Coding Taught At Kindergarten
Since December last year, more than 20,000 schools have begun teaching their kids computer coding—beginning in Kindergarten and going on to most high schools. More than 30 school districts, including New York and Chicago have agreed to add coding and programming courses at as early a grade level as possible this coming fall. Code.org, a website which supplies free curriculum says that their activity has recently reached an all-time high with everyone—form seven-year olds to 12th graders looking for material to supplement their school lessons.
Some schools have opted for after-school events, instead of directly adding the course work to the curriculum. For example, in Mill Valley, California a grade school has come up with an after-school events coding program that doesn’t just cater to the kids but to their parents as well. The class currently contains 90 kids and 70 parents who spend a few hours after school everyday to huddle over their computers and learn about the logic of computer programming. This is a stark change from the past decade where, before the outburst of apps, smart phones and social media computer science was treated as an add-on like Shop class or Home Economics.
Seven-year-old Jordan Lisle is taking the said classes at Mill Valley’s Strawberry Point Elementary School with his entire family; his mother, Wendy Lisle said that they all decided to sign up because they were afraid that Jordan might be missing something important—they also wanted him to feel supported throughout this entire endeavor.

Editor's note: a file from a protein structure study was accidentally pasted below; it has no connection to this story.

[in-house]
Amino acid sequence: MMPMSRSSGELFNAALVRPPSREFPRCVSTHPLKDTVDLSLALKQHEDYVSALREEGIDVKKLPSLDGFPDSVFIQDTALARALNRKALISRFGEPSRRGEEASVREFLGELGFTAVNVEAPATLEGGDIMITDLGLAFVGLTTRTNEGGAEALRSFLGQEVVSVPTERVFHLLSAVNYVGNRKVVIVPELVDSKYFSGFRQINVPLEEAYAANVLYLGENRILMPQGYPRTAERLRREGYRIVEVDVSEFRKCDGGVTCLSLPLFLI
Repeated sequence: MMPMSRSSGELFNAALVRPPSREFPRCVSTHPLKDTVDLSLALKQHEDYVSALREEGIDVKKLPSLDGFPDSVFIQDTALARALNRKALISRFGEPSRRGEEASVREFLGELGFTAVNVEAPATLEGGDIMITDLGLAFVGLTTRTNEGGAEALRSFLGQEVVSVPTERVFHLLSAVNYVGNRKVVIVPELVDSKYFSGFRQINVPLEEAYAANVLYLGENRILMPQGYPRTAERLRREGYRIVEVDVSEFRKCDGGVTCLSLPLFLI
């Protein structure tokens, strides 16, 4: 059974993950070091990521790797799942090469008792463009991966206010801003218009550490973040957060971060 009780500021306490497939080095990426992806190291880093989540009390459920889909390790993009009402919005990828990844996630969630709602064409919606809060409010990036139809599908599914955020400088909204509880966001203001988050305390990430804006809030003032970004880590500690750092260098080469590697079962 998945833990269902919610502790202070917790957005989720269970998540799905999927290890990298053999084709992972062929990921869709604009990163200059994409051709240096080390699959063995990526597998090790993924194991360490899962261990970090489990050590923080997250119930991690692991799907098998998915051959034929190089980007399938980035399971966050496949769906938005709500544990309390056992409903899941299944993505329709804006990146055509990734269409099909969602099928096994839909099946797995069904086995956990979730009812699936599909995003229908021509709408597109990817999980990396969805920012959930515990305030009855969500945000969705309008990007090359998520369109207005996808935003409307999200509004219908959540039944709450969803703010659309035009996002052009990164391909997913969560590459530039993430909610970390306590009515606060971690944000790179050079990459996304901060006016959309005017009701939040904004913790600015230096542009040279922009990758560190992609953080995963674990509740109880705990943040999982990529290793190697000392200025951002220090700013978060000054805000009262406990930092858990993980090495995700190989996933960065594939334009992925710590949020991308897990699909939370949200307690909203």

Elliot Soloway, a professor at the University of Michigan says that the spread of coding education is definitely a good thing: with kids learning how to code earlier in life, it’ll be much easier for them in the long-run. He also says that this could be a real shot at discovering technology that is both smart and eco-friendly. He also says that this early exposure may be incredibly inspiring for those who want to pursue careers in computer science: much in the same way that frog dissection may inspire young, aspiring biologists.
These lessons are also funded by very deep pockets. Code.org, for example, has received $10 million from Bill Gates and Mark Zuckerberg alone. They have recently been paying high school teachers to sign up and train with them to be able to teach a unique coding curriculum that uses a more evolved version of coding language—the kind used in Angry Birds and Plants vs Zombies which will allow kids to get more direct results than traditional coding language. Chicago’s public school system hopes to have this curriculum up at 187 schools throughout the district whereas New York has signed up 60 teachers from 40 high schools for the course—to help supplement their upcoming curriculum for fall.
There are also other coding classes and organizations that are aimed precisely at kids. These feature simpler programs and simpler instructions than their more academic, advanced counterparts. One such organization is CodeKids, which also operates in the Mill Valley area. Karen Meezan, the PTA president for the district and a former tech-industry executive, has taken the opportunity to help organize the distribution of more CodeKids programs throughout the area. She says that it really helps the kids figure out what they want and consider the fact that coding isn’t just a means to an end, but also something that the kids are passionate about—as one might have been passionate about the electric guitar back in the 40s.
Among the parents attending the after-school programs is Scott Wong, the director of engineering at Twitter. His sons, 7-year-old Taeden and 5-year-old Sai are both enrolled in the program. He says he’s very glad about their early enthusiasm toward coding and that these programs are very helpful for both parents and children.